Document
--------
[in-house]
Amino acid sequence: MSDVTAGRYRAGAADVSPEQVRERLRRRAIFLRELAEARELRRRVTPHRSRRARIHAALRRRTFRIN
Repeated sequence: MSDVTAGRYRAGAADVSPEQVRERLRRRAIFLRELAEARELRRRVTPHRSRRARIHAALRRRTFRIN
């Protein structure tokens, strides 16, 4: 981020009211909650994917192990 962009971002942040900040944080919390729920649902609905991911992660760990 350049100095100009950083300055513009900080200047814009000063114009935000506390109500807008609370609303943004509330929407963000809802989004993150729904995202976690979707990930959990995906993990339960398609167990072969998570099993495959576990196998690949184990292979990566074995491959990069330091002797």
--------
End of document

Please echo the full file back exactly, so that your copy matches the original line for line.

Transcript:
[in-house]
Amino acid sequence: MSDVTAGRYRAGAADVSPEQVRERLRRRAIFLRELAEARELRRRVTPHRSRRARIHAALRRRTFRIN
Repeated sequence: MSDVTAGRYRAGAADVSPEQVRERLRRRAIFLRELAEARELRRRVTPHRSRRARIHAALRRRTFRIN
């Protein structure tokens, strides 16, 4: 981020009211909650994917192990 962009971002942040900040944080919390729920649902609905991911992660760990 350049100095100009950083300055513009900080200047814009000063114009935000506390109500807008609370609303943004509330929407963000809802989004993150729904995202976690979707990930959990995906993990339960398609167990072969998570099993495959576990196998690949184990292979990566074995491959990069330091002797």